7. "YOU DON'T LOVE YOUR HUSBAND"

After not receiving word from Josephine, Napoleon goes nuts. “You don’t write to me at all; you don’t love your husband; you know how happy your letters make him, and you don’t write him six lines of nonsense…”

8. "HOW HAPPY I WOULD BE I IF I COULD ASSIST YOU AT YOUR UNDRESSING."

Back to the dirty talk! “How happy I would be if I could assist you at your undressing, the little firm white breast, the adorable face, the hair tied up in a scarf a la creole.”

9. "ADIEU, ADORABLE JOSEPHINE"

Just like a jealous husband or boyfriend, Napoleon threatens Josephine that he will “surprise” her one day, “Adieu, adorable Josephine; one of these nights your door will open with a great noise; as a jealous person, and you will find me on your arms.”

10. "THE VEIL IS TORN"

Napoleon wrote to his brother of his failing love for Josephine. "The veil is torn … It is sad when one and the same heart is torn by such conflicting feelings for one person … I need to be alone. I am tired of grandeur; all my feelings have dried up. I no longer care about my glory. At twenty-nine I have exhausted everything."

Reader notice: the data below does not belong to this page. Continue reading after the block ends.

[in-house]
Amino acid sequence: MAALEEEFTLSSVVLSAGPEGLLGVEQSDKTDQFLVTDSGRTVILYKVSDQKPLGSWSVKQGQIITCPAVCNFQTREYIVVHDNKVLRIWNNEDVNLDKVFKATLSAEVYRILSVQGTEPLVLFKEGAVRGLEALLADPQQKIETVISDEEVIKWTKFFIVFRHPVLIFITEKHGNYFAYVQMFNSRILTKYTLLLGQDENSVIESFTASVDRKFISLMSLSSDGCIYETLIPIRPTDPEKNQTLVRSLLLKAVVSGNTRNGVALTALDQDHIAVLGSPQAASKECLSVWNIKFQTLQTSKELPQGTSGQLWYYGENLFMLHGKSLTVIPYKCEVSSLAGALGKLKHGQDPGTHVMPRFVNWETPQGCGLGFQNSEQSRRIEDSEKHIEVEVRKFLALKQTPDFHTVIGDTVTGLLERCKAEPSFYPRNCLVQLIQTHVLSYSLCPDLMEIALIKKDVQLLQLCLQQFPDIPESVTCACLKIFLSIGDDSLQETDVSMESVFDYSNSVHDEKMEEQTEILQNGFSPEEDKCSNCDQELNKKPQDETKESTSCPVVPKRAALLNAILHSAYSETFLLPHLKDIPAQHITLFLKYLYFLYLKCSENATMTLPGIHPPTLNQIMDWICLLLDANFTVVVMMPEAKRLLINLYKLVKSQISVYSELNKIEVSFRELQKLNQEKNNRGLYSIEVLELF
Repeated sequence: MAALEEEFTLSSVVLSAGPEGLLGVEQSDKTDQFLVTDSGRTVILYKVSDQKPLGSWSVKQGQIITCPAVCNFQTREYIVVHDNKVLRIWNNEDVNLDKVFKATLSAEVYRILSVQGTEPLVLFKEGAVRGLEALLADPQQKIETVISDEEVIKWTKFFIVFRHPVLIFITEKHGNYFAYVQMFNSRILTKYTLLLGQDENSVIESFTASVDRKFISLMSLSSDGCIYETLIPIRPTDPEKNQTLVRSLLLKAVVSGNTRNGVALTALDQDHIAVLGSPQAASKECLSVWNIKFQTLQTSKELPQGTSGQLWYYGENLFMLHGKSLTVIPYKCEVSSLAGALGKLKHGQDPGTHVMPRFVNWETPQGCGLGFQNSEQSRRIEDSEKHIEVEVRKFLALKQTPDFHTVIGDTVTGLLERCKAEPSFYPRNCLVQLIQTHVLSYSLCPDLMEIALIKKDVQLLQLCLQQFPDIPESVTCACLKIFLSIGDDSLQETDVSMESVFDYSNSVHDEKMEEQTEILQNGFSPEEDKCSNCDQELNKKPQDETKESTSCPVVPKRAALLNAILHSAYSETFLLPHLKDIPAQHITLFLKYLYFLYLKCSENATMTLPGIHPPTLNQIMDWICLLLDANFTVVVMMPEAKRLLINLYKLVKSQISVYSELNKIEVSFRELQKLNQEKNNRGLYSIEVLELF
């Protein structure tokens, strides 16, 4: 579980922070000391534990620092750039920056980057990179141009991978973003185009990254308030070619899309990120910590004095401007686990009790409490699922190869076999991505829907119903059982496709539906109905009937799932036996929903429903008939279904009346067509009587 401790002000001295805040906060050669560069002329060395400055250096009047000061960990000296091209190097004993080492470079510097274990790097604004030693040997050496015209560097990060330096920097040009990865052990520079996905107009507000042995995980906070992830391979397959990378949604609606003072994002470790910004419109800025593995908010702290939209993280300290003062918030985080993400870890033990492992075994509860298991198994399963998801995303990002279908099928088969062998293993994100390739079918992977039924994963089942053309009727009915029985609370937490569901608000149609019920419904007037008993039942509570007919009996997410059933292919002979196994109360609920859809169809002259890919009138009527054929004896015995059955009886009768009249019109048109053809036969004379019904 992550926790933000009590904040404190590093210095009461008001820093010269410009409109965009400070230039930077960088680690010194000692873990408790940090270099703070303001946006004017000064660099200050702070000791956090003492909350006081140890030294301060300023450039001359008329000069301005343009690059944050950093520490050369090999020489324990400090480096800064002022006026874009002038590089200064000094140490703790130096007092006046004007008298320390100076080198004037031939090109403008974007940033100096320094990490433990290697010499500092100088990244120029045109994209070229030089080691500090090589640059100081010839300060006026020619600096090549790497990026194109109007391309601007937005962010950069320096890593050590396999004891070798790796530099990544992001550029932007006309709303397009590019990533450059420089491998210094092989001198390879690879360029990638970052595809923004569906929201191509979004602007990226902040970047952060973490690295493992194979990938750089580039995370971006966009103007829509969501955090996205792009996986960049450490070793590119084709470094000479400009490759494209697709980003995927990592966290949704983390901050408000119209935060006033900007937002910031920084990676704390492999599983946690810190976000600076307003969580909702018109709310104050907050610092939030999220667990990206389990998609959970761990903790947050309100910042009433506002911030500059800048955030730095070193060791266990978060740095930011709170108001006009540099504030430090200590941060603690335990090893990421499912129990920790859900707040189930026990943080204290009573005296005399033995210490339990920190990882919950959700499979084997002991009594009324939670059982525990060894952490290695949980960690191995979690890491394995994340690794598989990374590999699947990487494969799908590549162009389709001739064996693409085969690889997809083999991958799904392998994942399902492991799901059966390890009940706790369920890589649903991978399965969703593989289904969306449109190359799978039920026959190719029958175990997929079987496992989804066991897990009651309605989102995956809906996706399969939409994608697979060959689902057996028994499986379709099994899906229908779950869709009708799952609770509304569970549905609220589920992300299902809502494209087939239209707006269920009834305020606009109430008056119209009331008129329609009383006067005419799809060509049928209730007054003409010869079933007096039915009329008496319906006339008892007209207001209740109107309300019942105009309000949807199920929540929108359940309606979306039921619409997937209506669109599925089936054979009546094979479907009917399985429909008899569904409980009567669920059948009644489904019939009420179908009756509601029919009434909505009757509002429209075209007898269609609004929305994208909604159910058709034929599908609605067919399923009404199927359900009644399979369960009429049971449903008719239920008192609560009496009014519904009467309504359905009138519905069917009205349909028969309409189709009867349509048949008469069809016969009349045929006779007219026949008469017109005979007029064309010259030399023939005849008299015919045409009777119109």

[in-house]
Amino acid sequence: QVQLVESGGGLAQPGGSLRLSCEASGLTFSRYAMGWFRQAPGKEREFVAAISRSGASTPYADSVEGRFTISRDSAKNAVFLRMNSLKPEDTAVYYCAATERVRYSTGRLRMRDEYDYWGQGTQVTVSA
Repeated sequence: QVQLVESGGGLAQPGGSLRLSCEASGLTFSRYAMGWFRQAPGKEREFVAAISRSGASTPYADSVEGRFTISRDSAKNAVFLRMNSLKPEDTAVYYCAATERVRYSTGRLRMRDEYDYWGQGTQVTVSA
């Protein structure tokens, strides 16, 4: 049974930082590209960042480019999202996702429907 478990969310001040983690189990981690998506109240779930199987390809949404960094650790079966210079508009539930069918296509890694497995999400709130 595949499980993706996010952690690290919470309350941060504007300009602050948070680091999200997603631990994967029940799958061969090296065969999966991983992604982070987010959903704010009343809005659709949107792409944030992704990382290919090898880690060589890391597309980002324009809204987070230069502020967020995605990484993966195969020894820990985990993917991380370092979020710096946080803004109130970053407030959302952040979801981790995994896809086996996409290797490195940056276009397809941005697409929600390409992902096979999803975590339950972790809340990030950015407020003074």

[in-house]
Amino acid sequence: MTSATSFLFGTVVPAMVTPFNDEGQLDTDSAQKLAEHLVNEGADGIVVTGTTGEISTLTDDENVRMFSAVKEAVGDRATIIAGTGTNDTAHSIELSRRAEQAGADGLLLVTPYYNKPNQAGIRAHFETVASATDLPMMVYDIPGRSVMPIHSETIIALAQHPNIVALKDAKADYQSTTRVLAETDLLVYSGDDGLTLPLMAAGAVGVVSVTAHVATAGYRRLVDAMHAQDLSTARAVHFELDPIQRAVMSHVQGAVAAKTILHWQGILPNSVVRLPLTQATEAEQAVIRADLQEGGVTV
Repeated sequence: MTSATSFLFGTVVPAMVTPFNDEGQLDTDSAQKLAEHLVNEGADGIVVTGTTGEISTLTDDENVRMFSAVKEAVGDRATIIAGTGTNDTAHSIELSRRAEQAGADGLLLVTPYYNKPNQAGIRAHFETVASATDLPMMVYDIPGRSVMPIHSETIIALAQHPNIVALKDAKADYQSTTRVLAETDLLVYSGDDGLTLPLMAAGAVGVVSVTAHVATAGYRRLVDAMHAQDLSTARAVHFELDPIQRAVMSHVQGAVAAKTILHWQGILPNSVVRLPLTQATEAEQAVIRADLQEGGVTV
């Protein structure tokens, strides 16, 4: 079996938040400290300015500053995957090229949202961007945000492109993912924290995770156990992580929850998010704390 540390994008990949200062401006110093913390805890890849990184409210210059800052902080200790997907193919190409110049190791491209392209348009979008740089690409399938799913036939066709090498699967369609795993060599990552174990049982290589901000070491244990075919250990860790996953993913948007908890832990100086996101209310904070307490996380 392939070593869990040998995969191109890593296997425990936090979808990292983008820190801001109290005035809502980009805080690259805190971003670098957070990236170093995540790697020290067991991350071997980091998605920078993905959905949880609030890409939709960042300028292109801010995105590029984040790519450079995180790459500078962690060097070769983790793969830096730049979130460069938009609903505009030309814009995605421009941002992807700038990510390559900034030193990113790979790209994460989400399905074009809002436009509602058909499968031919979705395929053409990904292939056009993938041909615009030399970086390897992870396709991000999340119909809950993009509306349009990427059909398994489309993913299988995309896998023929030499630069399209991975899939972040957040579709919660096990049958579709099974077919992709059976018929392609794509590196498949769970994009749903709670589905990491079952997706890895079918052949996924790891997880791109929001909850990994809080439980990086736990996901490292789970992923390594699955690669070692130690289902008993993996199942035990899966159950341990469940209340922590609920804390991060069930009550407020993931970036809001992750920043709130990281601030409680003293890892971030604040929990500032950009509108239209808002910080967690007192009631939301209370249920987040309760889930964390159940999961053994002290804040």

What makes this one so embarrassing? The British intercepted it and published it in all their newspapers, humiliating Napoleon. Like a teacher reading your note out loud to the class for shock value.

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You Can Now Rent the Montgomery, Alabama Home of Zelda and F. Scott Fitzgerald Through Airbnb
Chris Pruitt, Wikimedia Commons // CC BY-SA 3.0

The former apartment of Zelda and F. Scott Fitzgerald, perhaps the most famous couple of the Jazz Age, is now available to rent on a nightly basis through Airbnb, The Chicago Tribune reports. While visitors are discouraged from throwing parties in the spirit of Jay Gatsby, they are invited to write, drink, and live there as the authors did.

The early 20th-century house in Montgomery, Alabama was home to the pair from 1931 to 1932. It's where Zelda worked on her only novel Save Me the Waltz and F. Scott Fitzgerald wrote part of Tender Is the Night. The building was also the last home they shared with their daughter Scottie before she moved to boarding school.